Globalisation may be getting some mixed reviews, but it is still the way forward.

(By Robert Chew, Council Member, SID)

The report of the Committee on the Future Economy reaffirmed that Singapore’s future remains focused on globalisation, in spite of a “dark shift” toward protectionism in other developed markets.

Just 20 years ago, globalisation was lauded as the undisputed way forward for businesses and countries. It was supposed to act like a rising tide, lifting all boats in poor and rich countries alike.

More factories would be needed to meet the demand of the developed countries, thereby raising standards of living in emerging markets. This in turn would provide international companies with a vast and enthusiastic new customer base. Consumers in the US and Europe would have their pick of inexpensive items, and trade barriers would drop to support multinational expansion and geopolitical cooperation would flourish.

In the two decades leading up to the 2008 Global Financial Crisis, international trade grew at twice the rate of global output.

Since then, however, trade has been struggling. Recent data continues to disappoint; trade’s share of global GDP is still falling. Mainstream political support for multilateral trade deals is diminishing and populist movements are on the rise in the West.

For our future economy, perhaps we should re-examine what is good (that which we should continue to leverage), and what is bad (that we need to rethink) about globalisation, while we focus, in particular, on opportunities enabled by emerging exponential technologies referenced below.

The Good and the Bad

We learned, in Economics 101, about the benefits of international and free trade, based on the theory of comparative advantage. Countries will be better
off if each specialises where it has a comparative advantage, and if they trade with one another. Specialisation increases global output. International trade opens up local markets to foreign suppliers, thereby increasing competition and efficiency. Through international trade, firms are no longer limited by the size of their country of origin, but can sell into bigger markets. Output increases and economies of scale follow, resulting in lower production costs and prices. And of course, consumer choice is enhanced.

Other benefits suggested by free trade proponents include:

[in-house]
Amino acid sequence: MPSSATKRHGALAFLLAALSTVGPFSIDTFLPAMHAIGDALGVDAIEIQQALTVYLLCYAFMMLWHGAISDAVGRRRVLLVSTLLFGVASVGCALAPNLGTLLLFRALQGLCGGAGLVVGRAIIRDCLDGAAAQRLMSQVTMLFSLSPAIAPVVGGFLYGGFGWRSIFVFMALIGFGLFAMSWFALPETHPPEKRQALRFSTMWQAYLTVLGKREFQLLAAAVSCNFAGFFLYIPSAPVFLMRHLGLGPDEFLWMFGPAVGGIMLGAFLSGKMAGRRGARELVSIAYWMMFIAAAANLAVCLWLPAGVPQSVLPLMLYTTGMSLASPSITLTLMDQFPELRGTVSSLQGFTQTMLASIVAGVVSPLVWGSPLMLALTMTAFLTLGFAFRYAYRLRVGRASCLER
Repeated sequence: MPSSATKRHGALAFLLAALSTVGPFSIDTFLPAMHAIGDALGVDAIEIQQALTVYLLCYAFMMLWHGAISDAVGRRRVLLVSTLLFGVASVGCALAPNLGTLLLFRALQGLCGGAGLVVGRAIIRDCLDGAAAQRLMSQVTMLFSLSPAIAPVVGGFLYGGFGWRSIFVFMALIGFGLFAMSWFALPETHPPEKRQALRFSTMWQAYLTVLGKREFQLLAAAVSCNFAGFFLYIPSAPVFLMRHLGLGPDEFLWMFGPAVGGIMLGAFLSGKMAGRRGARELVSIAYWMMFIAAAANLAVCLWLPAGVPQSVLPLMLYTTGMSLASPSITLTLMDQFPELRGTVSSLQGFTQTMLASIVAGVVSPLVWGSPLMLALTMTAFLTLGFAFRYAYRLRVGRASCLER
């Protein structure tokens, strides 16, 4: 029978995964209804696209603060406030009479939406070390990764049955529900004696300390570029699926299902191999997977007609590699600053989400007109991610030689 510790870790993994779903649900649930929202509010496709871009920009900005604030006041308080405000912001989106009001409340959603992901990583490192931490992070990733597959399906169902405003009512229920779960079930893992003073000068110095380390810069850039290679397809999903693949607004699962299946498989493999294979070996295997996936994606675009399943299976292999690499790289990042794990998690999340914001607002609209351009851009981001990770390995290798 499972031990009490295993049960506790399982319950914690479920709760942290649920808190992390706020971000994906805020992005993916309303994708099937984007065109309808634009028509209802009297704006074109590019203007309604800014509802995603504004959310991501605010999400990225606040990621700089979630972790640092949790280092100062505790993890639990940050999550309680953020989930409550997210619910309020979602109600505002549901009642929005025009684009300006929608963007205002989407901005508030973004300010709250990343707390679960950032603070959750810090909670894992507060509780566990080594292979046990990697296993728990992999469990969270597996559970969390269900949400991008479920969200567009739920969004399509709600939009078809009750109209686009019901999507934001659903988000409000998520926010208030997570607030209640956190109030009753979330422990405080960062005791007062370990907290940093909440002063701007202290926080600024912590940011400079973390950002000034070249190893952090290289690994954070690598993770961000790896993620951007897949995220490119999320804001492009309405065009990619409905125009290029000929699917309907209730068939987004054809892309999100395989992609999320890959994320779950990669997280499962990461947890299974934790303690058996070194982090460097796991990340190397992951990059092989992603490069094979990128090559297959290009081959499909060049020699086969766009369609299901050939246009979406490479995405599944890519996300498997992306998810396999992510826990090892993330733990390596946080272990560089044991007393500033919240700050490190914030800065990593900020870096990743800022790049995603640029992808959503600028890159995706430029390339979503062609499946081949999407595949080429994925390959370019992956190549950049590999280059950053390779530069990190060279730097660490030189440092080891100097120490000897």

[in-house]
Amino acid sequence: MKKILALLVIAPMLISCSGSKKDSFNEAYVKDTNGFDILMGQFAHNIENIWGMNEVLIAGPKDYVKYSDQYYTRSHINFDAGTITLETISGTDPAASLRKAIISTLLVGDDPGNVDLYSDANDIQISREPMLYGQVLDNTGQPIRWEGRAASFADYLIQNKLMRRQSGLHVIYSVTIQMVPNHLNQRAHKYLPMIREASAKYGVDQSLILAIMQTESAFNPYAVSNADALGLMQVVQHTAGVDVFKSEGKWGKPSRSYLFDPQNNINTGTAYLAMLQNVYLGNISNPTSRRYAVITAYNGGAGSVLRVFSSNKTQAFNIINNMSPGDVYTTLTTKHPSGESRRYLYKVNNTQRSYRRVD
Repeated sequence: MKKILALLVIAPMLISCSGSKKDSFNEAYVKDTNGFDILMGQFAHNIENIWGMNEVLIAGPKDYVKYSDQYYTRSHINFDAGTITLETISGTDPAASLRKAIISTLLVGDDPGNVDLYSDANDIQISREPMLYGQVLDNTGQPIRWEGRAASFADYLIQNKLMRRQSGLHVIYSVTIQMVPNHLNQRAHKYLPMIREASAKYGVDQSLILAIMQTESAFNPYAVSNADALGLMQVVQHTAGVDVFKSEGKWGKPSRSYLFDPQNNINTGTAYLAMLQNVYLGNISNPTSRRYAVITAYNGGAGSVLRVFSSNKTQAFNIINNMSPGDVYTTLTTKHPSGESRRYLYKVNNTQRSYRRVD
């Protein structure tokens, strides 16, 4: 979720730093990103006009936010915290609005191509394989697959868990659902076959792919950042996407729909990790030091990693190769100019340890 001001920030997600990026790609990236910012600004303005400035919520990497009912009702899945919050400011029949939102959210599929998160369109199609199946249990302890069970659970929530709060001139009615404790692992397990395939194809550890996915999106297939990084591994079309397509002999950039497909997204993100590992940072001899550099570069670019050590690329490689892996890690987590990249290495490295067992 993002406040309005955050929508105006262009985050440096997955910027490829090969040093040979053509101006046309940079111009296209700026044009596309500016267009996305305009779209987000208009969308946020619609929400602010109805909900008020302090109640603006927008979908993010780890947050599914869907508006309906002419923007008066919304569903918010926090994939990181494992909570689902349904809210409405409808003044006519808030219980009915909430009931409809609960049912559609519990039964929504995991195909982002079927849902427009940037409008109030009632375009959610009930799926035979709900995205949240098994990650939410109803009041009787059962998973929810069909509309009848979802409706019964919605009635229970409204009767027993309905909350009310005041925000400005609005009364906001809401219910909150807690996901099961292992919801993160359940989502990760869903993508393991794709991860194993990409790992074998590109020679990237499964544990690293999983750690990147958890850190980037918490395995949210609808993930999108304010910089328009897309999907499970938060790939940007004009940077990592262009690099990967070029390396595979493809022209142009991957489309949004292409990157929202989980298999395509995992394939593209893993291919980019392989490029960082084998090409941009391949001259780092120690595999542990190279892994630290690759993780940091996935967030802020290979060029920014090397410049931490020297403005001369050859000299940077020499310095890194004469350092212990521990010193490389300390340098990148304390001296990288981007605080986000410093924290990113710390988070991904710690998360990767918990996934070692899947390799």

• Corporations and governments seek to work together to solve global problems as economic and financial interests become more aligned;
  • Labour moves freely from country to country;
  • Communities learn about other communities, as cultural intermingling and social interactions increase. Socially we become more open and tolerant of each other, and strangers are no longer considered aliens; and
  • Many see speedy travel, mass communications and rapid dissemination of information as positive bi-products of globalisation.

However, the reality for some is a far cry from the way globalisation is pitched. The shortcomings manifest in a number of ways.

Globalisation is supposed to be about the elimination of barriers, but barriers remain. For instance, over 160 countries have value-added taxes on imports, which can go to as high as 22 per cent in Europe. In fact, trading patterns point to an increase in protectionist attitudes rather than a golden age of open borders. The G-20 countries (the biggest economies and trading partners in the world) have added more than 1,200 restrictive export and import measures since 2008.

A big problem for developed countries is that with globalisation, jobs are often perceived to be lost, as they are being transferred to lower-cost countries. Or, Singapore’s case, low cost foreign labour or talents are perceived to be brought in to compete “unfairly” and “take away” the jobs of locals.

Multinational corporations have also been accused of social injustice, unfair working conditions and lack of concern for the environment in their overseas supply chains.

Notwithstanding some populist governments that would like to see globalisation reversed, it is likely to continue, for better or worse. We cannot stop it (and should not try to) but there are things we can do to make globalisation better and fairer.

For one, corporations should formulate and execute their global strategies underpinned by the principles of sustainability, addressing the needs of communities by working with them to protect the environment, strengthen the social fabric,
reward labour equitably, and conduct business and operations fairly and honestly.

The Tech

Reinforcing globalisation is the exponential improvement in the cost-performance of core digital technology (Moore’s Law), which is fuelling unprecedented innovation.

Innovations built on the core digital building blocks – computing power, storage, and bandwidth – are rapidly moving across boundaries, causing traditional definitions to blur and blend. The resulting so-called exponential technologies include additive manufacturing, artifificial intelligence, nanotechnology, new
materials, renewable energy production and storage, robotics, and synthetic biology. We are arguably heading towards a future in which we will have the knowledge and capabilities to make the “impossible” possible… in a borderless world.

Some have proclaimed that the most problematic aspects of globalisation may be behind us, and we will climb to new peaks in the freedom of trade, innovation and ideas.

The future economy is indeed exciting and global, but perhaps not entirely as we expect.


This article first appeared in the Q1/2018 Issue of the SID Directors Bulletin published by the Singapore Institute of Directors.

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